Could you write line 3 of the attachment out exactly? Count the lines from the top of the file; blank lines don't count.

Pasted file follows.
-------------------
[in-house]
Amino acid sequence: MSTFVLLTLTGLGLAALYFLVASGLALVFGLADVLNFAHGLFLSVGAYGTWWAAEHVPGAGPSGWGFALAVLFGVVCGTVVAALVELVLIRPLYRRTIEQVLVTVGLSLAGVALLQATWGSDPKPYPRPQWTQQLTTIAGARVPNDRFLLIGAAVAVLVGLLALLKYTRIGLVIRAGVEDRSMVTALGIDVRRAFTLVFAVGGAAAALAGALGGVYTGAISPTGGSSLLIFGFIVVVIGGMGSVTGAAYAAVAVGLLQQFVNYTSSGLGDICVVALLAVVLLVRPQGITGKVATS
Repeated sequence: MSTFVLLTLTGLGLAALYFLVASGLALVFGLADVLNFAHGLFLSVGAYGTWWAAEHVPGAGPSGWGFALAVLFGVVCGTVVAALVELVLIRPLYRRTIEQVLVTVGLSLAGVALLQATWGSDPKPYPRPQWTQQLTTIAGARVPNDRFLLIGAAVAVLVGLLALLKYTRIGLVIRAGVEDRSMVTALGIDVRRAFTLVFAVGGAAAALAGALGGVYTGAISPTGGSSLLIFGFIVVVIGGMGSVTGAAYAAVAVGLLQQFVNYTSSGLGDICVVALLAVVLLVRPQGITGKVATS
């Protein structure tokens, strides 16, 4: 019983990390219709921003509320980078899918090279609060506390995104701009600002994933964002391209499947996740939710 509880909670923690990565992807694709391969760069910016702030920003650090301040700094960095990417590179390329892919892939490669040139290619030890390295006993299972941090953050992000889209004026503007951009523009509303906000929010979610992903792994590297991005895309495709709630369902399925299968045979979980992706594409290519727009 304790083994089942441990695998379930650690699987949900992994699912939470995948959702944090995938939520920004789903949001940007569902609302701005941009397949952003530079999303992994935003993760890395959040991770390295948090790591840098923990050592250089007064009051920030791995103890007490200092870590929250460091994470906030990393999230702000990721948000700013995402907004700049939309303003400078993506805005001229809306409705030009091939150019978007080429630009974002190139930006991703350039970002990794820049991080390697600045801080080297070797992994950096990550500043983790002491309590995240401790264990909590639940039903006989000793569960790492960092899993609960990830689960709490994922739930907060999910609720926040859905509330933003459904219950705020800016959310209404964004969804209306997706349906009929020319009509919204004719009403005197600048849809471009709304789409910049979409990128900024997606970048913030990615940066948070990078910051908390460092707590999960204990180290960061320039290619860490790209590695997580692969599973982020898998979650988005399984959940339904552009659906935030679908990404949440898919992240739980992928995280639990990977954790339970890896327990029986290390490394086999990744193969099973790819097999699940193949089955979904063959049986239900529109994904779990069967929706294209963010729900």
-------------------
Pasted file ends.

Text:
Repeated sequence: MSTFVLLTLTGLGLAALYFLVASGLALVFGLADVLNFAHGLFLSVGAYGTWWAAEHVPGAGPSGWGFALAVLFGVVCGTVVAALVELVLIRPLYRRTIEQVLVTVGLSLAGVALLQATWGSDPKPYPRPQWTQQLTTIAGARVPNDRFLLIGAAVAVLVGLLALLKYTRIGLVIRAGVEDRSMVTALGIDVRRAFTLVFAVGGAAAALAGALGGVYTGAISPTGGSSLLIFGFIVVVIGGMGSVTGAAYAAVAVGLLQQFVNYTSSGLGDICVVALLAVVLLVRPQGITGKVATS